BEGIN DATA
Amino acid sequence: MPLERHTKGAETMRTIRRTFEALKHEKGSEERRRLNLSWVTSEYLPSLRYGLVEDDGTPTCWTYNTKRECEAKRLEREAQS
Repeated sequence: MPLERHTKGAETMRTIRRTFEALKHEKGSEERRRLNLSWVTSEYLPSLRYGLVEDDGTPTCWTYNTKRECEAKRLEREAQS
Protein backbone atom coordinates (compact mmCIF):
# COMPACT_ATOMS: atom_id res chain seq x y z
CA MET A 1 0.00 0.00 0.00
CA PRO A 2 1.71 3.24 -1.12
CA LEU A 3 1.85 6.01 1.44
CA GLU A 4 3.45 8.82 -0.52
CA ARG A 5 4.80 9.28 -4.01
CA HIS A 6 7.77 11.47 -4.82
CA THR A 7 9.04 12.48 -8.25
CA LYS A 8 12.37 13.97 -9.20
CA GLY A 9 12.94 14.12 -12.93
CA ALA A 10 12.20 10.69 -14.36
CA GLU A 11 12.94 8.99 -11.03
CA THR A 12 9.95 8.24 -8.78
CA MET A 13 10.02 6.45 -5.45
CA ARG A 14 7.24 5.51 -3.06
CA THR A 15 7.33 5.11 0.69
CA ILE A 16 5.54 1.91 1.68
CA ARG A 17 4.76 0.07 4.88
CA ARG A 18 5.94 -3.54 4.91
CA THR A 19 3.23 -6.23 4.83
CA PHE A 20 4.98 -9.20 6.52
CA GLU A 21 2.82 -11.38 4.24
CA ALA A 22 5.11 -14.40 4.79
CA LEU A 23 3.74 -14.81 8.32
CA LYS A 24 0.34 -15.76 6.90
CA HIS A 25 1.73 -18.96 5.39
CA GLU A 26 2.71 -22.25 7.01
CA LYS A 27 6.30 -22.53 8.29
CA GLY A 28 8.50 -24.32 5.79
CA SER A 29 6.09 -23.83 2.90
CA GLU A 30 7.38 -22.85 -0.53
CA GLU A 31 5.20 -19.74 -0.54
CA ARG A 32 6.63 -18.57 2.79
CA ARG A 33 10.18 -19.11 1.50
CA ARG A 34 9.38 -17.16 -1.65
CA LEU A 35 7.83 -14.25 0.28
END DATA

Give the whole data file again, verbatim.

Amino acid sequence: MPLERHTKGAETMRTIRRTFEALKHEKGSEERRRLNLSWVTSEYLPSLRYGLVEDDGTPTCWTYNTKRECEAKRLEREAQS
Repeated sequence: MPLERHTKGAETMRTIRRTFEALKHEKGSEERRRLNLSWVTSEYLPSLRYGLVEDDGTPTCWTYNTKRECEAKRLEREAQS
Protein backbone atom coordinates (compact mmCIF):
# COMPACT_ATOMS: atom_id res chain seq x y z
CA MET A 1 0.00 0.00 0.00
CA PRO A 2 1.71 3.24 -1.12
CA LEU A 3 1.85 6.01 1.44
CA GLU A 4 3.45 8.82 -0.52
CA ARG A 5 4.80 9.28 -4.01
CA HIS A 6 7.77 11.47 -4.82
CA THR A 7 9.04 12.48 -8.25
CA LYS A 8 12.37 13.97 -9.20
CA GLY A 9 12.94 14.12 -12.93
CA ALA A 10 12.20 10.69 -14.36
CA GLU A 11 12.94 8.99 -11.03
CA THR A 12 9.95 8.24 -8.78
CA MET A 13 10.02 6.45 -5.45
CA ARG A 14 7.24 5.51 -3.06
CA THR A 15 7.33 5.11 0.69
CA ILE A 16 5.54 1.91 1.68
CA ARG A 17 4.76 0.07 4.88
CA ARG A 18 5.94 -3.54 4.91
CA THR A 19 3.23 -6.23 4.83
CA PHE A 20 4.98 -9.20 6.52
CA GLU A 21 2.82 -11.38 4.24
CA ALA A 22 5.11 -14.40 4.79
CA LEU A 23 3.74 -14.81 8.32
CA LYS A 24 0.34 -15.76 6.90
CA HIS A 25 1.73 -18.96 5.39
CA GLU A 26 2.71 -22.25 7.01
CA LYS A 27 6.30 -22.53 8.29
CA GLY A 28 8.50 -24.32 5.79
CA SER A 29 6.09 -23.83 2.90
CA GLU A 30 7.38 -22.85 -0.53
CA GLU A 31 5.20 -19.74 -0.54
CA ARG A 32 6.63 -18.57 2.79
CA ARG A 33 10.18 -19.11 1.50
CA ARG A 34 9.38 -17.16 -1.65
CA LEU A 35 7.83 -14.25 0.28